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I like the factory supports on my cj hard top. They are springs inside metal tubes and very strong. Only problem would be where to get them for a build.
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post #3533 of 4311 Old 04-02-2014, 08:20 AM Thread Starter
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I like the factory supports on my cj hard top. They are springs inside metal tubes and very strong. Only problem would be where to get them for a build.
I've got a pair of those old CJ hardtop ones here, but it's probably not a good idea to use them on the proof-of-concept because as you said, where would anyone get ones like them?

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post #3534 of 4311 Old 04-02-2014, 08:54 AM
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The hydraulic ones would be my next choice but are there any out there that don't fail after a while?

Of course you could also use the electric ones that are so popular these days but those would be more costly and complicated to install. But it is an option.
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post #3535 of 4311 Old 04-02-2014, 09:33 AM Thread Starter
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Here's a quick drawing showing how struts would mount. It's pretty straightforward:


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post #3536 of 4311 Old 04-03-2014, 08:09 AM Thread Starter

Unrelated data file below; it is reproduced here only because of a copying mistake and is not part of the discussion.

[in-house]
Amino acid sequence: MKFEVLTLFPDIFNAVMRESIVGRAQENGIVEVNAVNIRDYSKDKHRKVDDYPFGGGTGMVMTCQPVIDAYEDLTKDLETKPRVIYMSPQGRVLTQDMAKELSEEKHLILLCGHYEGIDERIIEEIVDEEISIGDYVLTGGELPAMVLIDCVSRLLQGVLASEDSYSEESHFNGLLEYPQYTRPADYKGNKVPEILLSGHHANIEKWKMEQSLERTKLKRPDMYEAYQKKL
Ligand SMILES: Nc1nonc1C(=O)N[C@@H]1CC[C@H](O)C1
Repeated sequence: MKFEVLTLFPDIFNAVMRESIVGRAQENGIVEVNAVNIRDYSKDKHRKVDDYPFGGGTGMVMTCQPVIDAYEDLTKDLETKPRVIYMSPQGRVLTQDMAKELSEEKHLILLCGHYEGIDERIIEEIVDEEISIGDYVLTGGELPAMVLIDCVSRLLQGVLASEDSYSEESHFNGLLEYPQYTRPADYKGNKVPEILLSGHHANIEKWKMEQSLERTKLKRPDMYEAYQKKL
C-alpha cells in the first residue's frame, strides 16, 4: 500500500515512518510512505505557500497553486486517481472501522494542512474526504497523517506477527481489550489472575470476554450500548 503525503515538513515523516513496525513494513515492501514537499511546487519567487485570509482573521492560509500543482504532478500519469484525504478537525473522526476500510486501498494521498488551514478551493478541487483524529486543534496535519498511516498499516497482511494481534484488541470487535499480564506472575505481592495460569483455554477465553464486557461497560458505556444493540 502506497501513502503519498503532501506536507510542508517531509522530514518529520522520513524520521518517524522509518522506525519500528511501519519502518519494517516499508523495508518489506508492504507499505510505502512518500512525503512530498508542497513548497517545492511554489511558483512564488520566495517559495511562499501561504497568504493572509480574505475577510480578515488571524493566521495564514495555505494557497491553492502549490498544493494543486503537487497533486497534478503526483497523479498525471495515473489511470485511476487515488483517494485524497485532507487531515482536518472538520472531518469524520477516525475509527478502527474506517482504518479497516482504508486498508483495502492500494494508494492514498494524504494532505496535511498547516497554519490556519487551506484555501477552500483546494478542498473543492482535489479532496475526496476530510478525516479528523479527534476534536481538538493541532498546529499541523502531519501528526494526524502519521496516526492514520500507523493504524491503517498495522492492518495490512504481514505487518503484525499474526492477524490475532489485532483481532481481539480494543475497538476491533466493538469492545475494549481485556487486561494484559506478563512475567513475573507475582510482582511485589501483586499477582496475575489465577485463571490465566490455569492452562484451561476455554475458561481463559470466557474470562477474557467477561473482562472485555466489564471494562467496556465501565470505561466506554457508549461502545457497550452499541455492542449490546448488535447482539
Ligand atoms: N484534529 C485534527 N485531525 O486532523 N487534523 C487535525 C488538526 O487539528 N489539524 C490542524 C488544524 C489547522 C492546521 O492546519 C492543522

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Yesterday I went to my local U-Pull junkyard to shop for some gas struts for the hatch. My SWAG engineering suggested I would find appropriate struts on a full-size SUV with a separate tailgate and lift glass in the back. I figured a lift glass with a metal frame would probably weigh just about as much as the hatch and have about as much leverage. I grabbed a pair of struts from a '95 Chevy Tahoe and they seem just about right. Here they are clamped in place as a test:



Initial tests show that these have just about the right force.

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post #3537 of 4311 Old 04-03-2014, 09:03 AM
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Hey Jeff, how well are the ends going to clear the edge in that position? I would think that the lower end would be mounted onboard of the frame and the upper ends mounted on or onboard of the hatch rails so the hatch doesn't close on it... unless this picture was to demonstrate them holding the hatch up?

Also when you mount them, would you attach them while the hatch is in the closed position? Reason being that shorter strut will not allow the hatch to open as far. You will need to have longer struts I think depending on how far You want to open it.